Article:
• Join over 1.2 million students every month
  • Accelerate your learning by 29%
  • Unlimited access from just £6.99 per month

Common Law and Equity Essay

Extracts from this document...

The above preview is unformatted text

This student written piece of work is one of many that can be found in our AS and A Level Sources of Law section.

Found what you're looking for?

  • Start learning 29% faster today
  • 150,000+ documents available
  • Just £6.99 a month

Not the one? Search for your essay title...
  • Join over 1.2 million students every month
  • Accelerate your learning by 29%
  • Unlimited access from just £6.99 per month

See related essaysSee related essays

Related AS and A Level Sources of Law essays

  1. Marked by a teacher

    Common Law and Equity

    5 star(s)

    Equity served to supplement common law. It is not an entire system in itself; instead equity enhanced the common law by creating new rights and remedies. At common law there was only one remedy which was damages, but it was often unsuitable.

  2. Jury Essay

    The most common use of juries today is in the Crown Court, where they decide a verdict of guilty or not guilty. Cases heard in the Crown Court are most often serious criminal cases including murder and rape; however, jury trials account for less than 1% of criminal trials because most cases are dealt with in the Magistrates' Court.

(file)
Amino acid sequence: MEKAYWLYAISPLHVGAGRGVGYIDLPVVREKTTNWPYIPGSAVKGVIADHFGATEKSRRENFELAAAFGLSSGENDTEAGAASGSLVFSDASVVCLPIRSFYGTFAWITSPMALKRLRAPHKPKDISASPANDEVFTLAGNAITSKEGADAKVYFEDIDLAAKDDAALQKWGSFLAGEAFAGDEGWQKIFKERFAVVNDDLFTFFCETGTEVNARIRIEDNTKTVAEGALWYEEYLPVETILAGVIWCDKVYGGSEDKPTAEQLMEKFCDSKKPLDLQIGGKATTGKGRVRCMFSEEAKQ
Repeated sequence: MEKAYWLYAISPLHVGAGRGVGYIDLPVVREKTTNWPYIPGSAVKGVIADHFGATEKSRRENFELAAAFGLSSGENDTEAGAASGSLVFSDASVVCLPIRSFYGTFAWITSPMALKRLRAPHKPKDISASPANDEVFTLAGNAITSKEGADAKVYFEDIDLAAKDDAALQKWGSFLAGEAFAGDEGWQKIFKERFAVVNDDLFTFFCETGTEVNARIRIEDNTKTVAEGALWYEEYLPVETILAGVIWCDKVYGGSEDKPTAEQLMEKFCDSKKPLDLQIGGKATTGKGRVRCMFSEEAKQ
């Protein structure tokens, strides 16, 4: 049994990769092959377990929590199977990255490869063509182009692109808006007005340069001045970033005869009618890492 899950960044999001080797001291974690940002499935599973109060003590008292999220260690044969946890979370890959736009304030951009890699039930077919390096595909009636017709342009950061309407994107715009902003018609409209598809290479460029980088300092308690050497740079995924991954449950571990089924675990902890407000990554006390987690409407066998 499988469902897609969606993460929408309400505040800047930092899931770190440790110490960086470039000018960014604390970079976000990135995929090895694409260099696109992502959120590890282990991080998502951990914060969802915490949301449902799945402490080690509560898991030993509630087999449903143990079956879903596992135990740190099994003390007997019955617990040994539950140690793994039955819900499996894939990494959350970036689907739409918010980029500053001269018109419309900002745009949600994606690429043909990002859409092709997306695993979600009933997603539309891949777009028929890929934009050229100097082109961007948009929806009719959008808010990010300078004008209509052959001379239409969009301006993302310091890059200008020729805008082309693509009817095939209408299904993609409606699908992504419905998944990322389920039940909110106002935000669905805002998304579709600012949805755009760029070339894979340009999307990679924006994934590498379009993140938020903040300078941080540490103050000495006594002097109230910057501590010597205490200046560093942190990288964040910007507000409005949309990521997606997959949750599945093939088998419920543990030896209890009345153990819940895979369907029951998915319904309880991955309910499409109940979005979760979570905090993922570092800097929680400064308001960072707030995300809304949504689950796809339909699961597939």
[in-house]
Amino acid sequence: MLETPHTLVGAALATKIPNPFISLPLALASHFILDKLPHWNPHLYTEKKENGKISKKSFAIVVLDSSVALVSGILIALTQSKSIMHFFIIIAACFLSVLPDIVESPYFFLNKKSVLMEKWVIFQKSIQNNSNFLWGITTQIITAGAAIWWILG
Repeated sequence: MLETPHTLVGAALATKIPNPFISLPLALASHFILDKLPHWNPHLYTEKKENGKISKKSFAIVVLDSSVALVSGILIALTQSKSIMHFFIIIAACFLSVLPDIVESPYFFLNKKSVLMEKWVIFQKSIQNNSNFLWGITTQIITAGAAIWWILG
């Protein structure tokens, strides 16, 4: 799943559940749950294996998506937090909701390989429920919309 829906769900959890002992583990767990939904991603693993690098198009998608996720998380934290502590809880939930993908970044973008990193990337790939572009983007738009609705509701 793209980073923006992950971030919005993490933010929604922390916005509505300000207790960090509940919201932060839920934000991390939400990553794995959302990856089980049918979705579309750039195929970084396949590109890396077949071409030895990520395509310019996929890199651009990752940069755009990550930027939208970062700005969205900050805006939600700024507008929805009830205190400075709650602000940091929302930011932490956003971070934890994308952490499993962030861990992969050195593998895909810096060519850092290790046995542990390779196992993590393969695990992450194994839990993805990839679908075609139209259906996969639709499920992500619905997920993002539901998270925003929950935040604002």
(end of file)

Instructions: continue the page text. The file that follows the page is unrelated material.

1. Common Law and Equity Essay

    All four remedies mentioned above are still widely used today. Injunctions can be used in issues of domestic violence or noise pollution whereas rescission, specific performance and rectification can all be used in the law of contract. Equity also created maxims which had to be satisfied before equitable rules could be applied.

  2. Explain the development of Equity.

    The Earl then went to the Court of Chancery who felt that it would be 'against good conscience' to act in favour of the college as it had acted unfairly. The two courts totally contradicted each other and so it was left to the King to decide which would be accepted.

  • Over 160,000 pieces
    of student written work
  • Annotated by
    experienced teachers
  • Ideas and feedback to
    improve your own work